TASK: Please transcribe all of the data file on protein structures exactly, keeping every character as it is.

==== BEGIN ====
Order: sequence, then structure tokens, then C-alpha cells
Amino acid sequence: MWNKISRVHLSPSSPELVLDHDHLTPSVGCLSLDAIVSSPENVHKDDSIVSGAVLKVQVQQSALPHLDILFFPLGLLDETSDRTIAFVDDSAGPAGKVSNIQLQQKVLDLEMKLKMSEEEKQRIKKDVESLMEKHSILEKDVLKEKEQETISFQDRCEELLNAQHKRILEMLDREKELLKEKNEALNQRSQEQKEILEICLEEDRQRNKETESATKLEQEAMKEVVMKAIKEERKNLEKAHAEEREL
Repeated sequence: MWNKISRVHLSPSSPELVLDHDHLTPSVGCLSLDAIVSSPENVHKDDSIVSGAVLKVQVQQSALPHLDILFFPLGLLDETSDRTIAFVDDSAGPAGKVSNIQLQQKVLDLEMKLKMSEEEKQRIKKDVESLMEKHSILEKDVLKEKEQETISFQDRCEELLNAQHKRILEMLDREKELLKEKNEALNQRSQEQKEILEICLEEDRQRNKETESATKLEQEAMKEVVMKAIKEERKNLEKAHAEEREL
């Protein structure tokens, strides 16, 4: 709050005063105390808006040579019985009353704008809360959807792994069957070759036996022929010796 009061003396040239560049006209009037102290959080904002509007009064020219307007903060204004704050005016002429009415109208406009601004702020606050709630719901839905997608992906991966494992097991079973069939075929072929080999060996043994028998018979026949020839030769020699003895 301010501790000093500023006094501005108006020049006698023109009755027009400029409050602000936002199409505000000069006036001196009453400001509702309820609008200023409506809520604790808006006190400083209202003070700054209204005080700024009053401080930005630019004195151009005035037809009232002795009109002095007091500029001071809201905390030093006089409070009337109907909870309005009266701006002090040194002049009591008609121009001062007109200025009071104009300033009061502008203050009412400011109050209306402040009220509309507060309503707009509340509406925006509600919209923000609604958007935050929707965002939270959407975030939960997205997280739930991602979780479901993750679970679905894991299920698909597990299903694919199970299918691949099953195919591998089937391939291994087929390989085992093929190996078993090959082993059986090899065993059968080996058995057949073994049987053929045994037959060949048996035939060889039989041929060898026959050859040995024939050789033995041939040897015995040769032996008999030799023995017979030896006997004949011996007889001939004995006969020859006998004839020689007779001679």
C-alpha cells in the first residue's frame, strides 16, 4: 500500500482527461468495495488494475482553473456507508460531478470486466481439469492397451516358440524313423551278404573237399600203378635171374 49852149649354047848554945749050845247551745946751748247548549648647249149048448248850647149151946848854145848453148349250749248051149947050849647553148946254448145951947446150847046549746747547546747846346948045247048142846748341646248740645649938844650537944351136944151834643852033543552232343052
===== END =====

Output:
Order: sequence, then structure tokens, then C-alpha cells
Amino acid sequence: MWNKISRVHLSPSSPELVLDHDHLTPSVGCLSLDAIVSSPENVHKDDSIVSGAVLKVQVQQSALPHLDILFFPLGLLDETSDRTIAFVDDSAGPAGKVSNIQLQQKVLDLEMKLKMSEEEKQRIKKDVESLMEKHSILEKDVLKEKEQETISFQDRCEELLNAQHKRILEMLDREKELLKEKNEALNQRSQEQKEILEICLEEDRQRNKETESATKLEQEAMKEVVMKAIKEERKNLEKAHAEEREL
Repeated sequence: MWNKISRVHLSPSSPELVLDHDHLTPSVGCLSLDAIVSSPENVHKDDSIVSGAVLKVQVQQSALPHLDILFFPLGLLDETSDRTIAFVDDSAGPAGKVSNIQLQQKVLDLEMKLKMSEEEKQRIKKDVESLMEKHSILEKDVLKEKEQETISFQDRCEELLNAQHKRILEMLDREKELLKEKNEALNQRSQEQKEILEICLEEDRQRNKETESATKLEQEAMKEVVMKAIKEERKNLEKAHAEEREL
């Protein structure tokens, strides 16, 4: 709050005063105390808006040579019985009353704008809360959807792994069957070759036996022929010796 009061003396040239560049006209009037102290959080904002509007009064020219307007903060204004704050005016002429009415109208406009601004702020606050709630719901839905997608992906991966494992097991079973069939075929072929080999060996043994028998018979026949020839030769020699003895 301010501790000093500023006094501005108006020049006698023109009755027009400029409050602000936002199409505000000069006036001196009453400001509702309820609008200023409506809520604790808006006190400083209202003070700054209204005080700024009053401080930005630019004195151009005035037809009232002795009109002095007091500029001071809201905390030093006089409070009337109907909870309005009266701006002090040194002049009591008609121009001062007109200025009071104009300033009061502008203050009412400011109050209306402040009220509309507060309503707009509340509406925006509600919209923000609604958007935050929707965002939270959407975030939960997205997280739930991602979780479901993750679970679905894991299920698909597990299903694919199970299918691949099953195919591998089937391939291994087929390989085992093929190996078993090959082993059986090899065993059968080996058995057949073994049987053929045994037959060949048996035939060889039989041929060898026959050859040995024939050789033995041939040897015995040769032996008999030799023995017979030896006997004949011996007889001939004995006969020859006998004839020689007779001679």
C-alpha cells in the first residue's frame, strides 16, 4: 500500500482527461468495495488494475482553473456507508460531478470486466481439469492397451516358440524313423551278404573237399600203378635171374 49852149649354047848554945749050845247551745946751748247548549648647249149048448248850647149151946848854145848453148349250749248051149947050849647553148946254448145951947446150847046549746747547546747846346948045247048142846748341646248740645649938844650537944351136944151834643852033543552232343052